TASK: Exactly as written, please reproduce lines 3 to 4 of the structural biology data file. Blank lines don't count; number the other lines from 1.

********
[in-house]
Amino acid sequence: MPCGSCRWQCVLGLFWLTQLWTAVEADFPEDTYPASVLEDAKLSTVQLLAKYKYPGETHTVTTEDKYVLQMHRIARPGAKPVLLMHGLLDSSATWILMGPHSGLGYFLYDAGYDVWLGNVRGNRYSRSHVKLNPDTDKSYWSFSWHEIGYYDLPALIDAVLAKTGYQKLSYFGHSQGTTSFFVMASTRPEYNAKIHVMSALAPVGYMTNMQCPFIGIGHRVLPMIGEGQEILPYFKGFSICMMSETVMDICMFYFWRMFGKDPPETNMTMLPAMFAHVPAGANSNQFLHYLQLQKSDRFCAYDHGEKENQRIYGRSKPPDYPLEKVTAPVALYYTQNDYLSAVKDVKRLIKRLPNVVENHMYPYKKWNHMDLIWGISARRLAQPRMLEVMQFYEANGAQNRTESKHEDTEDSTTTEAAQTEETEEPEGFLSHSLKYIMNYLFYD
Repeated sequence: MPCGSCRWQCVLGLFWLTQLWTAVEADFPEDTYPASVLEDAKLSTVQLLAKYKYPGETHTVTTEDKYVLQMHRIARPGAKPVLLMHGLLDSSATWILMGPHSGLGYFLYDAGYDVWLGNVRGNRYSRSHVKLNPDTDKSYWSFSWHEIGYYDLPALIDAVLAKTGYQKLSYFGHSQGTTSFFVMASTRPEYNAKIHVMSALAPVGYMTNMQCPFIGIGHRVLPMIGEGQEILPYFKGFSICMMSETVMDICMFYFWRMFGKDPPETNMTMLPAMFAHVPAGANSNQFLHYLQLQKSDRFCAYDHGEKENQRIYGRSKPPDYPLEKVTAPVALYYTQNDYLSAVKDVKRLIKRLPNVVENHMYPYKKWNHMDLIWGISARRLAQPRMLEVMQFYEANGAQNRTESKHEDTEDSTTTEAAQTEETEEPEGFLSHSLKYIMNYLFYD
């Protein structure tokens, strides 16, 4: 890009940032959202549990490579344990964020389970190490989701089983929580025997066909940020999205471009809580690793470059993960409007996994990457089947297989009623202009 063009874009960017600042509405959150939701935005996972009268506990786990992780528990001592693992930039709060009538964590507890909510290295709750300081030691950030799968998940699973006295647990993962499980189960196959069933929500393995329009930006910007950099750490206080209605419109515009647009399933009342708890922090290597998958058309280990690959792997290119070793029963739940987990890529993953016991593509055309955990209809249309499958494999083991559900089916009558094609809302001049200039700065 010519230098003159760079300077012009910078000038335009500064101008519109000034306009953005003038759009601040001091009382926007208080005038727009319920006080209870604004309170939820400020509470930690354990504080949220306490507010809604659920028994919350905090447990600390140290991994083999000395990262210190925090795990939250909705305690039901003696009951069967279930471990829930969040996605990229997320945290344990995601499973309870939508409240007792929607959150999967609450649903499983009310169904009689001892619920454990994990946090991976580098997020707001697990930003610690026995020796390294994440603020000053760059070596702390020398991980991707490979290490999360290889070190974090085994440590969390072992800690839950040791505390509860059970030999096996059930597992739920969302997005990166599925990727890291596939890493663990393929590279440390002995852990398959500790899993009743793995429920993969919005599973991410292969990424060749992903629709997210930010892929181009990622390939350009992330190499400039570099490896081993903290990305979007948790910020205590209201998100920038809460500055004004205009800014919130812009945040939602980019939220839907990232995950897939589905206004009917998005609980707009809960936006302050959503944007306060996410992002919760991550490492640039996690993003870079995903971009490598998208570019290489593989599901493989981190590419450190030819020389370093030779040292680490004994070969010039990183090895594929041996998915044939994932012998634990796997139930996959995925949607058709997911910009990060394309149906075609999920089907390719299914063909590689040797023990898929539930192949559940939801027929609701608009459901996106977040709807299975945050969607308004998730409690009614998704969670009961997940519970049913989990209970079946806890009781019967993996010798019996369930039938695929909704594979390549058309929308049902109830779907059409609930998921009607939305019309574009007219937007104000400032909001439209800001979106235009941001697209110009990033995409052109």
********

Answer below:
Repeated sequence: MPCGSCRWQCVLGLFWLTQLWTAVEADFPEDTYPASVLEDAKLSTVQLLAKYKYPGETHTVTTEDKYVLQMHRIARPGAKPVLLMHGLLDSSATWILMGPHSGLGYFLYDAGYDVWLGNVRGNRYSRSHVKLNPDTDKSYWSFSWHEIGYYDLPALIDAVLAKTGYQKLSYFGHSQGTTSFFVMASTRPEYNAKIHVMSALAPVGYMTNMQCPFIGIGHRVLPMIGEGQEILPYFKGFSICMMSETVMDICMFYFWRMFGKDPPETNMTMLPAMFAHVPAGANSNQFLHYLQLQKSDRFCAYDHGEKENQRIYGRSKPPDYPLEKVTAPVALYYTQNDYLSAVKDVKRLIKRLPNVVENHMYPYKKWNHMDLIWGISARRLAQPRMLEVMQFYEANGAQNRTESKHEDTEDSTTTEAAQTEETEEPEGFLSHSLKYIMNYLFYD
């Protein structure tokens, strides 16, 4: 890009940032959202549990490579344990964020389970190490989701089983929580025997066909940020999205471009809580690793470059993960409007996994990457089947297989009623202009 063009874009960017600042509405959150939701935005996972009268506990786990992780528990001592693992930039709060009538964590507890909510290295709750300081030691950030799968998940699973006295647990993962499980189960196959069933929500393995329009930006910007950099750490206080209605419109515009647009399933009342708890922090290597998958058309280990690959792997290119070793029963739940987990890529993953016991593509055309955990209809249309499958494999083991559900089916009558094609809302001049200039700065 010519230098003159760079300077012009910078000038335009500064101008519109000034306009953005003038759009601040001091009382926007208080005038727009319920006080209870604004309170939820400020509470930690354990504080949220306490507010809604659920028994919350905090447990600390140290991994083999000395990262210190925090795990939250909705305690039901003696009951069967279930471990829930969040996605990229997320945290344990995601499973309870939508409240007792929607959150999967609450649903499983009310169904009689001892619920454990994990946090991976580098997020707001697990930003610690026995020796390294994440603020000053760059070596702390020398991980991707490979290490999360290889070190974090085994440590969390072992800690839950040791505390509860059970030999096996059930597992739920969302997005990166599925990727890291596939890493663990393929590279440390002995852990398959500790899993009743793995429920993969919005599973991410292969990424060749992903629709997210930010892929181009990622390939350009992330190499400039570099490896081993903290990305979007948790910020205590209201998100920038809460500055004004205009800014919130812009945040939602980019939220839907990232995950897939589905206004009917998005609980707009809960936006302050959503944007306060996410992002919760991550490492640039996690993003870079995903971009490598998208570019290489593989599901493989981190590419450190030819020389370093030779040292680490004994070969010039990183090895594929041996998915044939994932012998634990796997139930996959995925949607058709997911910009990060394309149906075609999920089907390719299914063909590689040797023990898929539930192949559940939801027929609701608009459901996106977040709807299975945050969607308004998730409690009614998704969670009961997940519970049913989990209970079946806890009781019967993996010798019996369930039938695929909704594979390549058309929308049902109830779907059409609930998921009607939305019309574009007219937007104000400032909001439209800001979106235009941001697209110009990033995409052109």